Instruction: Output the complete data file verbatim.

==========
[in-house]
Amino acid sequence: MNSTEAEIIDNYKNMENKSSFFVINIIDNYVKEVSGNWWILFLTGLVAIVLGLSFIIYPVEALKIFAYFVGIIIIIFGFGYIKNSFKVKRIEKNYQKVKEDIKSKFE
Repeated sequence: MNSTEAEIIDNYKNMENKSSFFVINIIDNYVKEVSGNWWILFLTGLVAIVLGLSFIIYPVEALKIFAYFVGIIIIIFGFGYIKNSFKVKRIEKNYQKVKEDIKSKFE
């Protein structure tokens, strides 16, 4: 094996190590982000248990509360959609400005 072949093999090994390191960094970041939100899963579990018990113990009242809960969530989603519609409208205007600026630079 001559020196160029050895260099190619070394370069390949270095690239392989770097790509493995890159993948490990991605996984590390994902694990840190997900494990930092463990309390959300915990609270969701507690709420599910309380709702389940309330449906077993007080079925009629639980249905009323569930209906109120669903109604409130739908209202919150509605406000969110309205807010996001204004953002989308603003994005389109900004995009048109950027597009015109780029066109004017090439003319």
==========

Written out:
[in-house]
Amino acid sequence: MNSTEAEIIDNYKNMENKSSFFVINIIDNYVKEVSGNWWILFLTGLVAIVLGLSFIIYPVEALKIFAYFVGIIIIIFGFGYIKNSFKVKRIEKNYQKVKEDIKSKFE
Repeated sequence: MNSTEAEIIDNYKNMENKSSFFVINIIDNYVKEVSGNWWILFLTGLVAIVLGLSFIIYPVEALKIFAYFVGIIIIIFGFGYIKNSFKVKRIEKNYQKVKEDIKSKFE
């Protein structure tokens, strides 16, 4: 094996190590982000248990509360959609400005 072949093999090994390191960094970041939100899963579990018990113990009242809960969530989603519609409208205007600026630079 001559020196160029050895260099190619070394370069390949270095690239392989770097790509493995890159993948490990991605996984590390994902694990840190997900494990930092463990309390959300915990609270969701507690709420599910309380709702389940309330449906077993007080079925009629639980249905009323569930209906109120669903109604409130739908209202919150509605406000969110309205807010996001204004953002989308603003994005389109900004995009048109950027597009015109780029066109004017090439003319």